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Home > Regattas > Atlantic rescue of OSTAR race

Atlantic rescue of OSTAR race

Screen Shot 2017-07-03 at 19.43.52Although it has become commonplace these days, racing across the Atlantic is an endeavour not to be taken lightly. That’s a lesson that several competitors in the singlehanded OSTAR and doublehanded TWOSTAR races learned the hard way this June when they fell foul of a vicious mid-Atlantic storm.

These shorthanded races are organised by the British Royal Western Yacht Club in Plymouth. The OSTAR dates back to 1960 when British yachtsman Blondie Hasler first came up with the daring idea of racing solo across the Atlantic. That first race was won by Britain’s Francis Chichester on Gipsy Moth III against four other competitors.

Eric Tabarly’s subsequent victory aboard Pen Duick II in the second OSTAR in 1964 earned the Frenchman a citation from President De Gaulle. His win made him a national hero at home and reputedly began France’s still enduring obsession with solo offshore racing.

The doublehanded TWOSTAR race was introduced in 1981 and ran on an opposite four year cycle to the OSTAR until the two were combined for the first time this year.

A total of 21 boats set off from Plymouth for Newport, Rhode Island at the end of May. All was going as well as could be expected in the opening week until 60 knot winds and 15 metre seas struck, wreaking havoc across the fleet of 27 to 60 foot boats.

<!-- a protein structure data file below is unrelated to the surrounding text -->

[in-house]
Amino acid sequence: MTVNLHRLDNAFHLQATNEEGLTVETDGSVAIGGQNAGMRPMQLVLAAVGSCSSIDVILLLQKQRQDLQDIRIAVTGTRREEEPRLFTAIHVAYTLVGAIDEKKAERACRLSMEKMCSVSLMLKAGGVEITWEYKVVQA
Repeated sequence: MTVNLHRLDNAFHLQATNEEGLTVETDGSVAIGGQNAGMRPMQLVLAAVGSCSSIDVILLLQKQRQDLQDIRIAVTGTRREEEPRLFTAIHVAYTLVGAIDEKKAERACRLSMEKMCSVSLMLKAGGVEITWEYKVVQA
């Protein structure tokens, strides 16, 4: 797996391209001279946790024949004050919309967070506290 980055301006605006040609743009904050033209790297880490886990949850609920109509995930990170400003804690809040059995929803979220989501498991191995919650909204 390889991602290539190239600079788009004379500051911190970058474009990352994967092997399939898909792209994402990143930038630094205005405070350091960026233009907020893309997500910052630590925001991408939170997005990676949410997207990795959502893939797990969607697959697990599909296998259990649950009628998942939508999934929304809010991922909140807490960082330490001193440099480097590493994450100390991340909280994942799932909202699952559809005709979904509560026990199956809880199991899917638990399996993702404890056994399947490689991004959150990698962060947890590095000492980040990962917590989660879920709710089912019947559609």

Soon after the storm hit the Canadian coastguard in Halifax received EPIRB distress signals from three boats and immediately began to coordinate rescue operations using commercial shipping in the area.

The Dutch Jeanneau Sun Fast 37 ‘Happy’ was dismasted and her two skippers subsequently had to be rescued by the crew of the ocean-going tug ‘APL Forward’. At the same time the pair of Bulgarian sailors on the Luffe 37.09 ‘Furia’ were rescued from their sinking yacht by the survey vessel ‘Thor Magna’.

Meanwhile, Mervyn Wheatley – an experienced British solo skipper with more than 250,000 nautical sailing miles under his keel – reported serious damage to the hull of his cherished Formosa 42 ‘Tamarind’ and called for help. Fortunately for the 73-year-old Wheatley, the Cunard Line luxury ocean liner ‘Queen Mary 2’ was close by en route to Halifax, Nova Scotia and carried out the rescue.

The following day the Italian skipper of the Classe 950 ‘Illumia’ had to be airlifted off his rapidly sinking boat after his keel slammed into a semi-submerged object. Two other boats also sustained damage in the storm but were able to make their way to land without external assistance.

Despite all the drama and destruction caused by the storm, not everyone got caught out by its arrival. The eventual race winner, Andrew Mura on the Open 50 ‘Spirit of Sardegna’, took a huge loop to the north to avoid the depression.

Despite sailing hundreds of miles out of his way – at one point he was on the same latitude as the Scottish city of Inverness – Mura dodged the bad weather almost entirely and was able to romp into Newport several days in front of the fleet.

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Justin Chisholm – Sailracing Magazine